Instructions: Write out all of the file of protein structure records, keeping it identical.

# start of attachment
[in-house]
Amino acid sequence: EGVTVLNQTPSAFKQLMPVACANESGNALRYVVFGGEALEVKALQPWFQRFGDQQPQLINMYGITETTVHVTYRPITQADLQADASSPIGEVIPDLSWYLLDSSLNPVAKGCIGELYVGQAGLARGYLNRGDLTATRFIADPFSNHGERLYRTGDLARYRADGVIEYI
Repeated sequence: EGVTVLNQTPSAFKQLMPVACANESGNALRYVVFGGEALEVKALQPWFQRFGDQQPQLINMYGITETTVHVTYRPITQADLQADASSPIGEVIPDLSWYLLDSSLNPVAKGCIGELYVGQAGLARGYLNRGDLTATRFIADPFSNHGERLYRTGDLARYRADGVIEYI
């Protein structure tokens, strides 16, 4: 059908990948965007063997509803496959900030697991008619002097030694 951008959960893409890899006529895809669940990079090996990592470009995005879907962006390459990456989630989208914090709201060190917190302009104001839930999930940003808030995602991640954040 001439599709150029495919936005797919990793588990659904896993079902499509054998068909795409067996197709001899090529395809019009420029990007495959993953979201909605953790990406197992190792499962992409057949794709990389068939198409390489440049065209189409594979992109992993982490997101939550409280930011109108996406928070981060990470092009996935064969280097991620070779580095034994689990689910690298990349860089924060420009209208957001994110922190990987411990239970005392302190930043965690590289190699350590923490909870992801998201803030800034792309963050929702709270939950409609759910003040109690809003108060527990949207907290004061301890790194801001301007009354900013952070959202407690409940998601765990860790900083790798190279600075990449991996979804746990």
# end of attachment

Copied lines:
[in-house]
Amino acid sequence: EGVTVLNQTPSAFKQLMPVACANESGNALRYVVFGGEALEVKALQPWFQRFGDQQPQLINMYGITETTVHVTYRPITQADLQADASSPIGEVIPDLSWYLLDSSLNPVAKGCIGELYVGQAGLARGYLNRGDLTATRFIADPFSNHGERLYRTGDLARYRADGVIEYI
Repeated sequence: EGVTVLNQTPSAFKQLMPVACANESGNALRYVVFGGEALEVKALQPWFQRFGDQQPQLINMYGITETTVHVTYRPITQADLQADASSPIGEVIPDLSWYLLDSSLNPVAKGCIGELYVGQAGLARGYLNRGDLTATRFIADPFSNHGERLYRTGDLARYRADGVIEYI
């Protein structure tokens, strides 16, 4: 059908990948965007063997509803496959900030697991008619002097030694 951008959960893409890899006529895809669940990079090996990592470009995005879907962006390459990456989630989208914090709201060190917190302009104001839930999930940003808030995602991640954040 001439599709150029495919936005797919990793588990659904896993079902499509054998068909795409067996197709001899090529395809019009420029990007495959993953979201909605953790990406197992190792499962992409057949794709990389068939198409390489440049065209189409594979992109992993982490997101939550409280930011109108996406928070981060990470092009996935064969280097991620070779580095034994689990689910690298990349860089924060420009209208957001994110922190990987411990239970005392302190930043965690590289190699350590923490909870992801998201803030800034792309963050929702709270939950409609759910003040109690809003108060527990949207907290004061301890790194801001301007009354900013952070959202407690409940998601765990860790900083790798190279600075990449991996979804746990």